Log in or register to create Field Kits and Sales Worksheets. Why register?

Proper Installation of Furnace and Air-Handler Filters

Scope

Replace HVAC air filters regularly to protect the equipment and maintain system efficiency
Replace HVAC air filters regularly to protect the equipment and maintain system efficiency

Install air filters on any ducted heating and cooling systems to filter air passing through the return air duct and outdoor air that is mechanically supplied to the air handler.

  • Locate the filter where it can be easily accessed by the homeowner for replacement or cleaning.
  • If the filter is installed in a filter media box attached to the air handler, the access panel for the filter should be fitted with a flexible, air-tight gasket to prevent air leakage.

See the Compliance Tab for related codes and standards requirements, and criteria to meet national programs such as DOE’s Zero Energy Ready Home program, ENERGY STAR Certified Homes, and Indoor airPLUS.

Description

Air filters are an important component of forced air HVAC systems. Filters are installed on the return side of the HVAC air handler to clean the air to protect the HVAC motor and to improve indoor air quality. Filters should also be installed in fresh air intakes to clean outside air that is brought into the home. Filters with higher MERV (Minimum Efficiency Reporting Value) ratings of MERV 6 or above can trap pollutants like pollen, dust mites, and mold spores. However, a dirty, clogged filter can dramatically reduce air flow, increasing furnace run time and increasing both wear on the motor and energy consumption. For optimum operation of both the filter and the HVAC equipment, the filters should be replaced or cleaned frequently. Therefore, the filters should be located in a place that is easily accessible for the home owner.

If the furnace air handler is in an accessible location (such as a utility room, a basement, or an attic with a pull-down staircase), the filter can be installed in the air handler at the return plenum. The air handler box should be equipped with a filter media box that has a removable access panel cover that has a gasket for an air-tight seal when closed. The filter box might be prefabricated by the manufacturer or could be fabricated on site. The filter media frame should be appropriate for the size and type of filter desired. The filter dimensions and filter depth both influence filter capacity and air flow velocity. Filter sizing must be taken into account when designing the HVAC system to ensure that the HVAC system can handle the associated pressure drop, especially with high MERV filters. Increasing the filter surface area will decrease pressure drop; options for increasing surface area could include using more deeply pleated filters or larger dimensioned filters. Filters must be sized using the Air Conditioning Contractors of America (ACCA) Manual D (ANSI/ACCA 2009). For more information on furnace filter types, MERV ratings, and sizing, see the guide High MERV Filter.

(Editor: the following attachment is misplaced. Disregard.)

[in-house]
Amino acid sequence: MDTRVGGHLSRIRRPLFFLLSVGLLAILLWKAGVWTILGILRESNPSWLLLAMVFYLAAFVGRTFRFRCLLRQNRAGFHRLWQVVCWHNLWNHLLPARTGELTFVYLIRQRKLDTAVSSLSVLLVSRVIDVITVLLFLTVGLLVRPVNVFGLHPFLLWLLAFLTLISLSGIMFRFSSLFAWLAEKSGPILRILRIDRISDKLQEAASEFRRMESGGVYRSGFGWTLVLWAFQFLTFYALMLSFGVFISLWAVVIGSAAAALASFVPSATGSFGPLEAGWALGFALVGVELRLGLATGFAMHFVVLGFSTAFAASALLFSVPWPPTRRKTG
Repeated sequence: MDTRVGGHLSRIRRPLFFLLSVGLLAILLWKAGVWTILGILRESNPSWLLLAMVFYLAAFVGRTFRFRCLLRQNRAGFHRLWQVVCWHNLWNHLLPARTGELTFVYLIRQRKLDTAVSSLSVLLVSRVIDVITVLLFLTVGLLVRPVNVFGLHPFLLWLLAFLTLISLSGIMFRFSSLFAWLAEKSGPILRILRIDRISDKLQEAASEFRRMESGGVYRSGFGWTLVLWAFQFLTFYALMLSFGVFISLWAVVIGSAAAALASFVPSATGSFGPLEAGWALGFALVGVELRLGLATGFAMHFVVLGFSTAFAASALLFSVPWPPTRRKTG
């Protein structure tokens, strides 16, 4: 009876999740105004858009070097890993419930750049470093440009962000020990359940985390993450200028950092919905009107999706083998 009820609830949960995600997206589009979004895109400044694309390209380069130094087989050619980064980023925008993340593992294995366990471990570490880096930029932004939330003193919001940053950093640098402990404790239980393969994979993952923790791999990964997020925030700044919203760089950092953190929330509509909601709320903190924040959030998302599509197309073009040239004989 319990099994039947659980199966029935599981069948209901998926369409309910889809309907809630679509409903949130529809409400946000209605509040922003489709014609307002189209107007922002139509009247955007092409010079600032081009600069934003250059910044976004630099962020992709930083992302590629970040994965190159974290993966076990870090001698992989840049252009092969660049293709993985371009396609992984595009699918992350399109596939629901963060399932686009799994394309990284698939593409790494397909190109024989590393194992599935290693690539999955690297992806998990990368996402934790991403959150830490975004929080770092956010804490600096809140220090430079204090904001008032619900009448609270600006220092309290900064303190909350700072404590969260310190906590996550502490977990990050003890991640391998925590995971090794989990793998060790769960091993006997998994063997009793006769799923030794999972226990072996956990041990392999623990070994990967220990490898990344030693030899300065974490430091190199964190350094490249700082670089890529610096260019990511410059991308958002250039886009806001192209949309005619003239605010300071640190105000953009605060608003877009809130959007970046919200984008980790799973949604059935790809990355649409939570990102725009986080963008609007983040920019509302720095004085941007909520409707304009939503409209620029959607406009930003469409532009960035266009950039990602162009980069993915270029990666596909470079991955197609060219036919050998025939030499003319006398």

If the furnace is in the attic, the attic should be equipped with a staircase or pull-down stairs and a permanently installed walkway that the homeowner or service technician can use to get to the furnace.

If furnace is accessible, locate the air filter between the return air plenum and the air handler box
Figure 1 - If the furnace is easy to access, for example in a utility room in the house, the filter can be located in a filter media frame between the return air plenum and the air handler box. 
(Image courtesy of Calcs Plus.)

If the furnace air handler is located in an inaccessible location such as a crawlspace or attic without a staircase, then the furnace filters should be located in the return grilles, with a filter located in each return grille.

If the home is equipped with a fresh air intake that is ducted to the air handler, a filter should be installed at the fresh air intake and the fresh air intake should be located where it is accessible so the filter can be replaced or cleaned as needed.

If the furnace is hard to access, locate the filters at each return air grille.  If there is a fresh air intake, locate a filter there as well.
Figure 2 - If the furnace is hard to access, locate the filters at each return air grille. If there is a fresh air intake, locate a filter there as well. (Image courtesy of Calcs Plus.)

How to Install a Filter in a Furnace Air Handler

1. Fabricate and install a filter media box on site. Install the filter media box between the return air plenum and the air handler box. Or, purchase an air handler that includes a pre-fabricated filter box. Ensure that the box is the right size for the filter to be installed. Filters must be sized using ACCA Manual D (ANSI/ACCA 2009). Improperly sized filters can cause mechanical failure.